Browsed by
Category: Lessons Learned

Weekly Bible Memory Verse at Canterbury Christian School – Hebrews 4: 12 – 13

Weekly Bible Memory Verse at Canterbury Christian School – Hebrews 4: 12 – 13

God Always Loves Me
God Always Loves Me

I go to Canterbury Christian School in Los Altos, CA.

Bible Memorization is Important

At my school, we are required memorize Bible verses each week. Each year it gets harder and harder. I am in the 4th grade. Following is this week’s verse.

It is my first one as a 4th grader!

“For the word of God is alive and active. Sharper than any two double – edged sword, it penetrates even to the dividing soul and spirit, joints and marrow; it judges the thoughts and attitudes of the heart. Nothing in creation is hidden from God’s sight. Everything is uncovered and laid bare before the eyes of him to whom we have to give account.” Hebrews 4:12-13

This is the New International Version. We memorize the King James Version.  I like the King James Version better because it is easier to remember and it can be more colorful.

What I think about this verse

I like this verse because it reminds me that I can know God is with me and watching me all the time. I will always be His child. And He has given me His Word so I can know what He wants from me. Amen.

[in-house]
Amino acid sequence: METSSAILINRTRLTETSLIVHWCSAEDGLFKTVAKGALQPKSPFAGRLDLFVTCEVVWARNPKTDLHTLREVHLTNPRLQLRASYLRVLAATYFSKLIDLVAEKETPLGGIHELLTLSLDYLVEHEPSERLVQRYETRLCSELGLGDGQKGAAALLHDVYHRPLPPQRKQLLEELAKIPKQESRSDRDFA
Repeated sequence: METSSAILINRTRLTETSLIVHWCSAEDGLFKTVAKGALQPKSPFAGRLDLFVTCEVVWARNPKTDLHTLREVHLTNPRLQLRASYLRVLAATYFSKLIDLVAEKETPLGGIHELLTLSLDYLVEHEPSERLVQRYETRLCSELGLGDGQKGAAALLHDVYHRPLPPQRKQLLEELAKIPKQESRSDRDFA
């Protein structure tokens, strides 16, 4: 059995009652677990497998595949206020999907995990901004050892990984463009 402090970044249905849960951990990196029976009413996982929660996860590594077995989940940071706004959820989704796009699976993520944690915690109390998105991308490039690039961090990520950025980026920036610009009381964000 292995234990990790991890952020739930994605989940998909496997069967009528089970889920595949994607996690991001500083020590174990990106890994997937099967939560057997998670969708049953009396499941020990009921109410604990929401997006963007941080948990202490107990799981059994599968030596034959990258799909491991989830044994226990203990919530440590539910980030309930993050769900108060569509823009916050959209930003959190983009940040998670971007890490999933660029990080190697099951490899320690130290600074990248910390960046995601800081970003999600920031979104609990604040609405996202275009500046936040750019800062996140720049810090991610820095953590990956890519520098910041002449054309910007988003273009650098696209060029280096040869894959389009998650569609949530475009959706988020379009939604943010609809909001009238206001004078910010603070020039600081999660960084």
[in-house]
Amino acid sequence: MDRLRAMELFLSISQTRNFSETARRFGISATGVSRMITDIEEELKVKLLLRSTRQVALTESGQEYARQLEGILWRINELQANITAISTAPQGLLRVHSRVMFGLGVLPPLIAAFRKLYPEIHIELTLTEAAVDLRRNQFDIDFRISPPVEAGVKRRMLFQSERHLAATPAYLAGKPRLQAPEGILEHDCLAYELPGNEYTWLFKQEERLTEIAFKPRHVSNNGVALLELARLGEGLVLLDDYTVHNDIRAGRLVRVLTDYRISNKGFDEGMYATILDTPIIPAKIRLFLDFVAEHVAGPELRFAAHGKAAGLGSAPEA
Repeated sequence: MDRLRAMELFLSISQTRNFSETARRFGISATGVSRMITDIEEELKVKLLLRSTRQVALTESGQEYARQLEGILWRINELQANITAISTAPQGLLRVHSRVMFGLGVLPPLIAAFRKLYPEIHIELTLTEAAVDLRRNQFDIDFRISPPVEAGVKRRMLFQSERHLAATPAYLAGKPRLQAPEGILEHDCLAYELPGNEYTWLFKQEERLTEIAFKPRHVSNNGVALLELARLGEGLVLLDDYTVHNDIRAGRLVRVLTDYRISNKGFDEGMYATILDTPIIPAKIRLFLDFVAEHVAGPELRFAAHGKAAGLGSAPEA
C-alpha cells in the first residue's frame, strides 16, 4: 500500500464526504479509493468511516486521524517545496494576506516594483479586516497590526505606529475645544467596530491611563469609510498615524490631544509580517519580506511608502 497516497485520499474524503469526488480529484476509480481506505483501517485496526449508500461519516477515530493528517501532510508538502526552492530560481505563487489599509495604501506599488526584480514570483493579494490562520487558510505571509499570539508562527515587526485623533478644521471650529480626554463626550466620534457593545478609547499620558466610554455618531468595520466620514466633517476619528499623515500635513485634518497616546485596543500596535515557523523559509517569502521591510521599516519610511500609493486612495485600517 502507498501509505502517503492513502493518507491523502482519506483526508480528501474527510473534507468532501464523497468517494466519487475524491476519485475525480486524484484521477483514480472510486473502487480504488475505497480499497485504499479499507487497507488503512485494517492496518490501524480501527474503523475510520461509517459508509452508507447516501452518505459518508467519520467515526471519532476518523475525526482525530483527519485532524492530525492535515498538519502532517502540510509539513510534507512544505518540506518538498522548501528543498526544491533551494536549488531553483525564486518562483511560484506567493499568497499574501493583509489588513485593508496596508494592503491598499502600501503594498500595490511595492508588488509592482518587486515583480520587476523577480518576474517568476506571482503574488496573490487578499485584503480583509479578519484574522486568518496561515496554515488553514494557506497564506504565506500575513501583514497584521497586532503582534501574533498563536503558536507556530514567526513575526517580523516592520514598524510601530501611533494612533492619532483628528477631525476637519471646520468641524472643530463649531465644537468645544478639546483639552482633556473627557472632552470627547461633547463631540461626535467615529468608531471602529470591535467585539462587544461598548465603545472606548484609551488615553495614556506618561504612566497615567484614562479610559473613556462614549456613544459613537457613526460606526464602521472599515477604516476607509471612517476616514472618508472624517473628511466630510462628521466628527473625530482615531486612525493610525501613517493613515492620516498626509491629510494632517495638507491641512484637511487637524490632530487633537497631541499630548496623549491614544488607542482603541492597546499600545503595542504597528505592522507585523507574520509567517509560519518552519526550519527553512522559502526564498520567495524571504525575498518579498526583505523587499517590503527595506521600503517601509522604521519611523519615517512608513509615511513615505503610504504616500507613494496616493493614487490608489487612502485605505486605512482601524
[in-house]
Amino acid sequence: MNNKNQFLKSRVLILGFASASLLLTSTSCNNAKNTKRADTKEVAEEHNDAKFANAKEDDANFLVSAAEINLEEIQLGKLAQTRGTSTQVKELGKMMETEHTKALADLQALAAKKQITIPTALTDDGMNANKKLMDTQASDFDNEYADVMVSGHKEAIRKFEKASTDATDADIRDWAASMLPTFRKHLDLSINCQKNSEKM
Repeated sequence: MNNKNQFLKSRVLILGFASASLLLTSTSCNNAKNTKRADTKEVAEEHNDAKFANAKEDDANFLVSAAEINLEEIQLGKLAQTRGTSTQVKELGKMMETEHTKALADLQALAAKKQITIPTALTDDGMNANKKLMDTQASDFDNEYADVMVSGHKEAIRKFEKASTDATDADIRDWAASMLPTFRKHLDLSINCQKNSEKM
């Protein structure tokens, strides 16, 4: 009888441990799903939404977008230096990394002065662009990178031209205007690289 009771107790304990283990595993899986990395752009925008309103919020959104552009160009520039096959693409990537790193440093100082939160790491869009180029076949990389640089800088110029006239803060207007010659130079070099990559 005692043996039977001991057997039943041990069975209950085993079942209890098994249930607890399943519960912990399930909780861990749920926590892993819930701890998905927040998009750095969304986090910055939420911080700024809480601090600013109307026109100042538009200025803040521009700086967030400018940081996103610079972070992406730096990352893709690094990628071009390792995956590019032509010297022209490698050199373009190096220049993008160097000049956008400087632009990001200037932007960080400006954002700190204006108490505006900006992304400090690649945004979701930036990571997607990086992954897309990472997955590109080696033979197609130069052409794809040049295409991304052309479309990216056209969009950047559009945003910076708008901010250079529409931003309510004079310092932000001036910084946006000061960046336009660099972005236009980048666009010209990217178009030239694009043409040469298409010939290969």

Why I Think Chasing Literary Agents is a Waste of Time

Why I Think Chasing Literary Agents is a Waste of Time

I may be cutting my own throat, burning a bridge (if there were one) … or it might just be that I am a loser.

Think what you will think, most people do anyway … but here’s my story on why I think chasing literary agents is a waste of time.

Chasing a Literary Agent Wore Me Out
Chasing a Literary Agent Wore Me Out

Putting Together a Book Proposal

I spent nearly 2 months putting together a book proposal for a non-fiction book. I created multiple iterations and had a highly qualified friend take a look and give feedback.

Question – How do I know she is highly-qualified?

Answer – Check out these qualifications: